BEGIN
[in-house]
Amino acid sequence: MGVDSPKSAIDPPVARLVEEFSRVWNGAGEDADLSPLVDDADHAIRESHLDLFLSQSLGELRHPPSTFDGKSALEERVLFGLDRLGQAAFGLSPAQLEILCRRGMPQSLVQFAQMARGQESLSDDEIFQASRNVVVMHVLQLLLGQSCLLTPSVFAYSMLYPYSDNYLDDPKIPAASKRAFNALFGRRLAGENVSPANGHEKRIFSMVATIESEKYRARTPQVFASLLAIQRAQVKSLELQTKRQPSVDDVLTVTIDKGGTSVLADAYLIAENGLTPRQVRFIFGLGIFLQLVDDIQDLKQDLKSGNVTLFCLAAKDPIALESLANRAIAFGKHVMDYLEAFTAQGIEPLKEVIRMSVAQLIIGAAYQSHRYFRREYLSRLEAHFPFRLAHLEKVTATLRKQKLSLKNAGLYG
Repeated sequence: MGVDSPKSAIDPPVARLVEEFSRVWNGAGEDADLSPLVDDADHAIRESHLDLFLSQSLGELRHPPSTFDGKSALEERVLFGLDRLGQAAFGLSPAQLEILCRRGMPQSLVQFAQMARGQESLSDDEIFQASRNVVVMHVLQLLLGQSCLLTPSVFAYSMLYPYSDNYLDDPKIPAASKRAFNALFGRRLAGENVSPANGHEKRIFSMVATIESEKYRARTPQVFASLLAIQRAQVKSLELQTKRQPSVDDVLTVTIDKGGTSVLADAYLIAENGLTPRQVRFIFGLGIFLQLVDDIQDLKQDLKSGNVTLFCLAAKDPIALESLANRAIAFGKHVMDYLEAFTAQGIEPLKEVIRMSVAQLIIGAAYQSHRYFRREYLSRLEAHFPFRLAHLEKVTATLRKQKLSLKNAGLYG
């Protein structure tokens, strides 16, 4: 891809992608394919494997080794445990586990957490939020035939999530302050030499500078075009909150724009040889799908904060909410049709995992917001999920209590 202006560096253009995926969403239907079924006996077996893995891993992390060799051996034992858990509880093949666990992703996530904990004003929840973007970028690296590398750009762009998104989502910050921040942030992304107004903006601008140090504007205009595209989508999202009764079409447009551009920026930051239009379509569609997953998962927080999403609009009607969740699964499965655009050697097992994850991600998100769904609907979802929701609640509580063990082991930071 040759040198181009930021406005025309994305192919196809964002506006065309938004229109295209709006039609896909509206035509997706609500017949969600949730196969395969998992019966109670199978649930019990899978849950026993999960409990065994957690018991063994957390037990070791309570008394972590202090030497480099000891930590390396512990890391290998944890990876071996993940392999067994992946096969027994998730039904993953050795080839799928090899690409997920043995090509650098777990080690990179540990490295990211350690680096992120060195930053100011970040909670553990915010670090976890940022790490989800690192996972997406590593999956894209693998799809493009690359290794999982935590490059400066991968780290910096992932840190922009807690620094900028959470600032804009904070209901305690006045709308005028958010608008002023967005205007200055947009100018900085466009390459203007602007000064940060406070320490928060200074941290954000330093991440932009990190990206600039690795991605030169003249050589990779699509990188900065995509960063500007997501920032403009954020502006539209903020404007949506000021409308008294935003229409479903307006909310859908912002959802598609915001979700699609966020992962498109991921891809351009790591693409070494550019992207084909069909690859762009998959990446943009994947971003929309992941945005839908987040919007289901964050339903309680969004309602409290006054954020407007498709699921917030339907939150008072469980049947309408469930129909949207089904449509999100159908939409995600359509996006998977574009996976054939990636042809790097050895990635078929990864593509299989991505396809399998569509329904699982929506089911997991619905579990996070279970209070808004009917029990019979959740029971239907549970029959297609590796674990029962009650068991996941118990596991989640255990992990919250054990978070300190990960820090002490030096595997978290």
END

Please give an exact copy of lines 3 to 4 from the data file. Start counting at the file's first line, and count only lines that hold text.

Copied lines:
Repeated sequence: MGVDSPKSAIDPPVARLVEEFSRVWNGAGEDADLSPLVDDADHAIRESHLDLFLSQSLGELRHPPSTFDGKSALEERVLFGLDRLGQAAFGLSPAQLEILCRRGMPQSLVQFAQMARGQESLSDDEIFQASRNVVVMHVLQLLLGQSCLLTPSVFAYSMLYPYSDNYLDDPKIPAASKRAFNALFGRRLAGENVSPANGHEKRIFSMVATIESEKYRARTPQVFASLLAIQRAQVKSLELQTKRQPSVDDVLTVTIDKGGTSVLADAYLIAENGLTPRQVRFIFGLGIFLQLVDDIQDLKQDLKSGNVTLFCLAAKDPIALESLANRAIAFGKHVMDYLEAFTAQGIEPLKEVIRMSVAQLIIGAAYQSHRYFRREYLSRLEAHFPFRLAHLEKVTATLRKQKLSLKNAGLYG
């Protein structure tokens, strides 16, 4: 891809992608394919494997080794445990586990957490939020035939999530302050030499500078075009909150724009040889799908904060909410049709995992917001999920209590 202006560096253009995926969403239907079924006996077996893995891993992390060799051996034992858990509880093949666990992703996530904990004003929840973007970028690296590398750009762009998104989502910050921040942030992304107004903006601008140090504007205009595209989508999202009764079409447009551009920026930051239009379509569609997953998962927080999403609009009607969740699964499965655009050697097992994850991600998100769904609907979802929701609640509580063990082991930071 040759040198181009930021406005025309994305192919196809964002506006065309938004229109295209709006039609896909509206035509997706609500017949969600949730196969395969998992019966109670199978649930019990899978849950026993999960409990065994957690018991063994957390037990070791309570008394972590202090030497480099000891930590390396512990890391290998944890990876071996993940392999067994992946096969027994998730039904993953050795080839799928090899690409997920043995090509650098777990080690990179540990490295990211350690680096992120060195930053100011970040909670553990915010670090976890940022790490989800690192996972997406590593999956894209693998799809493009690359290794999982935590490059400066991968780290910096992932840190922009807690620094900028959470600032804009904070209901305690006045709308005028958010608008002023967005205007200055947009100018900085466009390459203007602007000064940060406070320490928060200074941290954000330093991440932009990190990206600039690795991605030169003249050589990779699509990188900065995509960063500007997501920032403009954020502006539209903020404007949506000021409308008294935003229409479903307006909310859908912002959802598609915001979700699609966020992962498109991921891809351009790591693409070494550019992207084909069909690859762009998959990446943009994947971003929309992941945005839908987040919007289901964050339903309680969004309602409290006054954020407007498709699921917030339907939150008072469980049947309408469930129909949207089904449509999100159908939409995600359509996006998977574009996976054939990636042809790097050895990635078929990864593509299989991505396809399998569509329904699982929506089911997991619905579990996070279970209070808004009917029990019979959740029971239907549970029959297609590796674990029962009650068991996941118990596991989640255990992990919250054990978070300190990960820090002490030096595997978290």